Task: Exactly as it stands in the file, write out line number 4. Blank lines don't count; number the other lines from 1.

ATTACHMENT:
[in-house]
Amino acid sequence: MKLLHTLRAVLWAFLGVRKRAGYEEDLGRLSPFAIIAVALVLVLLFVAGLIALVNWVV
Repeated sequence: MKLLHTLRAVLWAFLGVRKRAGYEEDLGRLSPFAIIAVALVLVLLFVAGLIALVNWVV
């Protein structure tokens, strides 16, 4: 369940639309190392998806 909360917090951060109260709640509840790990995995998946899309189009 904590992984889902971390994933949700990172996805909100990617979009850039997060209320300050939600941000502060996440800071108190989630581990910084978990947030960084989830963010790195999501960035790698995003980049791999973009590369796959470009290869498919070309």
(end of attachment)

């Protein structure tokens, strides 16, 4: 369940639309190392998806 909360917090951060109260709640509840790990995995998946899309189009 904590992984889902971390994933949700990172996805909100990617979009850039997060209320300050939600941000502060996440800071108190989630581990910084978990947030960084989830963010790195999501960035790698995003980049791999973009590369796959470009290869498919070309």